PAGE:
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Effects of perinatal stroke on striatal amino acid efflux in rats studied with in vivo microdialysis

K E Gordon, J Simpson, D Statman, F S Silverstein
1991 Stroke  
We used in vivo microdialysis to determine the impact of a focal hypoxic-ischemic insult on striatal amino acid efflux in the immature brain. Microdialysis probes were inserted into the right striatum of postnatal day 7 rats. To induce hypoxic-ischemic injury, the right carotid artery was ligated and the animals were exposed to 8% oxygen for 2.5 hours (n=22). Rats exposed to ligation alone (n=10) or hypoxia alone (n=8) and untreated controls (n=17) were also studied. Two hours after probe
more » ... s after probe insertion, a 30-minute baseline microdialysis sample was obtained. After arterial ligation, two additional baseline samples were collected. Five more samples were collected over the next 2.5 hours (in 8% oxygen or room air). Eight amino acids (glutamate, aspartate, taurine, glutamine, alanine, serine, glycine, and asparagine) were consistently detected in dialysates using a high-performance liquid chromatography assay with electrochemical detection. In untreated controls, amino acid efflux did not change over 4 hours. During hypoxia-ischemia, efflux values fluctuated widely, with marked intra-animal and interanimal variability. Efflux peaks for each amino acid were denned as values greater than the highest control mean value plus two standard deviations. Glutamate efflux peaks (>7 pmol/min compared with 2 pmol/min at baseline) were detected in no controls and in eight hypoxic-ischemic rats (p=0.006, Fisher's two-tailed exact test). Taurine efflux peaks (>75 pmol/min compared with 10 pmol/min for controls at baseline) were detected in 10 hypoxicischemic rats and one control (/>=0.01) and in seven of the eight animals in which glutamate efflux peaks occurred (p=0.006). Alanine efflux rose markedly in both hypoxic and hypoxicischemic animals. In this model of perinatal hypoxic-ischemic brain injury, transient large increases in glutamate and taurine efflux were detected during the acute evolution of injury, and patterns of amino acid efflux differed considerably from findings in stroke models in mature brain. (Stroke 1991;22:928-932) From the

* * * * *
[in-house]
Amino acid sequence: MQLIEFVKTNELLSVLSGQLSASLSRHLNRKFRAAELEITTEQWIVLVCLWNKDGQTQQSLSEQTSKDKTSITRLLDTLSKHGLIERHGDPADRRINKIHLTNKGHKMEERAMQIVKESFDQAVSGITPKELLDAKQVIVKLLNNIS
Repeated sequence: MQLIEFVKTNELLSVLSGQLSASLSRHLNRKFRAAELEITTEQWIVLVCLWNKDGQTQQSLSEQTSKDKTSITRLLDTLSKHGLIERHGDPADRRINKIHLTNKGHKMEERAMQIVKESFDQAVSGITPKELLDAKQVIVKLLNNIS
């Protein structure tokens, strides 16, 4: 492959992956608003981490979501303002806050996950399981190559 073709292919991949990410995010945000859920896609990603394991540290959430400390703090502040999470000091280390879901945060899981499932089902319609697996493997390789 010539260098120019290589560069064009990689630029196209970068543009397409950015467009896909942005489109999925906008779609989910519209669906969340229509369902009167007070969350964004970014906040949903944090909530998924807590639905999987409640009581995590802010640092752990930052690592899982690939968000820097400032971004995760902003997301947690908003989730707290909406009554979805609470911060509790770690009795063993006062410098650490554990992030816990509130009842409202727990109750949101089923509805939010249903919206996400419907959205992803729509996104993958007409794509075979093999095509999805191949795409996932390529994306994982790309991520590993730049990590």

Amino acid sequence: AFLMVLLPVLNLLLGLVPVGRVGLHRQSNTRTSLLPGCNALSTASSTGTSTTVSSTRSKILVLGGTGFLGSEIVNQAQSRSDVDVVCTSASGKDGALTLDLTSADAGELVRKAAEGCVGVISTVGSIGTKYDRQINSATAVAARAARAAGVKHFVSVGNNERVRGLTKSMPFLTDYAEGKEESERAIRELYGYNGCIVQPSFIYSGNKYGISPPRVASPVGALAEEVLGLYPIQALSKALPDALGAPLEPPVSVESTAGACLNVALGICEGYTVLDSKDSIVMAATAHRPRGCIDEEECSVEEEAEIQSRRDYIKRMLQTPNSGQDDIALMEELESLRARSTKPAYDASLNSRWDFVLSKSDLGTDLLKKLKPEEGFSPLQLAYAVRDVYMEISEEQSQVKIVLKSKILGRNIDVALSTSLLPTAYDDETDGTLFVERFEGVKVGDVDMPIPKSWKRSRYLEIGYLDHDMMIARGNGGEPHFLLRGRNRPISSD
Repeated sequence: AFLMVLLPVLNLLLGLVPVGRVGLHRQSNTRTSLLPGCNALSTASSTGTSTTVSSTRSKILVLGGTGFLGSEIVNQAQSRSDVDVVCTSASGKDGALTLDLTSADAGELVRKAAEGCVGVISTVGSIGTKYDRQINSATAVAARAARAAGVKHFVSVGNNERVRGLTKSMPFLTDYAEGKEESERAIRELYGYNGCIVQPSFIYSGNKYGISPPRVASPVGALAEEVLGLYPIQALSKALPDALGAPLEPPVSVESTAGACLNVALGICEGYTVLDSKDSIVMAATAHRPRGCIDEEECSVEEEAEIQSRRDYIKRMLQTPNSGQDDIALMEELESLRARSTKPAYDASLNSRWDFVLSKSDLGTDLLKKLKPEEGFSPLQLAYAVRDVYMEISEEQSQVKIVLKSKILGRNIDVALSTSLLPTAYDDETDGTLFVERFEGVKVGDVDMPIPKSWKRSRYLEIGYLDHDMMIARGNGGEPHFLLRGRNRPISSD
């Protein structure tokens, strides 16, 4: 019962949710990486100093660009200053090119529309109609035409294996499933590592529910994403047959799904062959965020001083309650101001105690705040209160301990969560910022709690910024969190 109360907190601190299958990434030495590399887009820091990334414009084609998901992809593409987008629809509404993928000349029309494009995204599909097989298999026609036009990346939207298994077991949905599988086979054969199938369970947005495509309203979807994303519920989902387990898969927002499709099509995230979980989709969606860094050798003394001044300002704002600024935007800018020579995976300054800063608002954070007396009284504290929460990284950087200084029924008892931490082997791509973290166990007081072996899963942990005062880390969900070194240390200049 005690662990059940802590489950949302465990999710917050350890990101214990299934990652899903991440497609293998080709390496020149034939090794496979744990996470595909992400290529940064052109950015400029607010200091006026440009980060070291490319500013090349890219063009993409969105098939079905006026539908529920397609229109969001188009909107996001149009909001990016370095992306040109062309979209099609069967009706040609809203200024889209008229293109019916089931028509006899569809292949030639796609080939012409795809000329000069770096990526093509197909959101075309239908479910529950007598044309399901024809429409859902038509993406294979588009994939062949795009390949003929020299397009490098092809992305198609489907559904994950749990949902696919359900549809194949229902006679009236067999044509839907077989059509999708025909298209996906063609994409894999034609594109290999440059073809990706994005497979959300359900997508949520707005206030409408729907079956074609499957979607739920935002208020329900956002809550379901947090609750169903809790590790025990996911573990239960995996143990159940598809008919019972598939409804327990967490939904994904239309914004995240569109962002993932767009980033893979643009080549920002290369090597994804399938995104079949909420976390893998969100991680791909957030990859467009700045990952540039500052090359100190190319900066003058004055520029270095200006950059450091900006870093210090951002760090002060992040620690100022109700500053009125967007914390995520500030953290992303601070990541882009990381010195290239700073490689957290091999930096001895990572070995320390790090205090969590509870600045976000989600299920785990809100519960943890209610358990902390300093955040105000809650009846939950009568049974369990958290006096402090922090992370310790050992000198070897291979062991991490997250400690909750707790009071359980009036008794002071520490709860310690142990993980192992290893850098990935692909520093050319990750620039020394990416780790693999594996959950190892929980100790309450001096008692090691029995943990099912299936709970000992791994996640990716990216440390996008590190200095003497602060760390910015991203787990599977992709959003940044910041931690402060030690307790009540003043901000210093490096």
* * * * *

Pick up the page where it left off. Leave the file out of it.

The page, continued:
doi:10.1161/01.str.22.7.928 pmid:1853413 fatcat:xgoptjfpg5f5xh5imk7nb4cf2u